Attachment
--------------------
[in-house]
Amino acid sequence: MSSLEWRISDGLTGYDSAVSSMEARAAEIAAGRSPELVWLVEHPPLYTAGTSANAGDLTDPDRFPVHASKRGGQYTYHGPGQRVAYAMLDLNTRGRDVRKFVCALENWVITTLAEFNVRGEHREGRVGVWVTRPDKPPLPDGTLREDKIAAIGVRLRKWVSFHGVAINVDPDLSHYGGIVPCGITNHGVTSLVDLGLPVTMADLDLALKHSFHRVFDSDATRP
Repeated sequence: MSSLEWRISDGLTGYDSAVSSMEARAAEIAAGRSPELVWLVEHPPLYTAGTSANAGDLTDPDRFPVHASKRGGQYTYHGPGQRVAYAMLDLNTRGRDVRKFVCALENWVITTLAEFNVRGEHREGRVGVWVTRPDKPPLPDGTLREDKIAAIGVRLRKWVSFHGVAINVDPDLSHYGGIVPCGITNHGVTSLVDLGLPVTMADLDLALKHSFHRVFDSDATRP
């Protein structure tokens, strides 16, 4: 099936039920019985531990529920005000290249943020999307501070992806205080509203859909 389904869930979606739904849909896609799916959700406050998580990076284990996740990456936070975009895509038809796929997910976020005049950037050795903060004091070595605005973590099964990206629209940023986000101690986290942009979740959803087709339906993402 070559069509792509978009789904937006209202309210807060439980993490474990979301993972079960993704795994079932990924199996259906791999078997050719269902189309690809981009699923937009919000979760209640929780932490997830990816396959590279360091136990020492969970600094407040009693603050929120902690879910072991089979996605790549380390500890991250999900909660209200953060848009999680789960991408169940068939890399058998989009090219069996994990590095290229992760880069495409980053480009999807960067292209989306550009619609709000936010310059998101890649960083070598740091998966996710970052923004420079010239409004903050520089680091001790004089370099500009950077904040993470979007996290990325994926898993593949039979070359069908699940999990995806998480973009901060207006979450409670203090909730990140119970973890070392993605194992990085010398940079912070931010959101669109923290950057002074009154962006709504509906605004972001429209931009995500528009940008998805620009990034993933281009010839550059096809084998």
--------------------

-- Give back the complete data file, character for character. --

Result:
[in-house]
Amino acid sequence: MSSLEWRISDGLTGYDSAVSSMEARAAEIAAGRSPELVWLVEHPPLYTAGTSANAGDLTDPDRFPVHASKRGGQYTYHGPGQRVAYAMLDLNTRGRDVRKFVCALENWVITTLAEFNVRGEHREGRVGVWVTRPDKPPLPDGTLREDKIAAIGVRLRKWVSFHGVAINVDPDLSHYGGIVPCGITNHGVTSLVDLGLPVTMADLDLALKHSFHRVFDSDATRP
Repeated sequence: MSSLEWRISDGLTGYDSAVSSMEARAAEIAAGRSPELVWLVEHPPLYTAGTSANAGDLTDPDRFPVHASKRGGQYTYHGPGQRVAYAMLDLNTRGRDVRKFVCALENWVITTLAEFNVRGEHREGRVGVWVTRPDKPPLPDGTLREDKIAAIGVRLRKWVSFHGVAINVDPDLSHYGGIVPCGITNHGVTSLVDLGLPVTMADLDLALKHSFHRVFDSDATRP
């Protein structure tokens, strides 16, 4: 099936039920019985531990529920005000290249943020999307501070992806205080509203859909 389904869930979606739904849909896609799916959700406050998580990076284990996740990456936070975009895509038809796929997910976020005049950037050795903060004091070595605005973590099964990206629209940023986000101690986290942009979740959803087709339906993402 070559069509792509978009789904937006209202309210807060439980993490474990979301993972079960993704795994079932990924199996259906791999078997050719269902189309690809981009699923937009919000979760209640929780932490997830990816396959590279360091136990020492969970600094407040009693603050929120902690879910072991089979996605790549380390500890991250999900909660209200953060848009999680789960991408169940068939890399058998989009090219069996994990590095290229992760880069495409980053480009999807960067292209989306550009619609709000936010310059998101890649960083070598740091998966996710970052923004420079010239409004903050520089680091001790004089370099500009950077904040993470979007996290990325994926898993593949039979070359069908699940999990995806998480973009901060207006979450409670203090909730990140119970973890070392993605194992990085010398940079912070931010959101669109923290950057002074009154962006709504509906605004972001429209931009995500528009940008998805620009990034993933281009010839550059096809084998």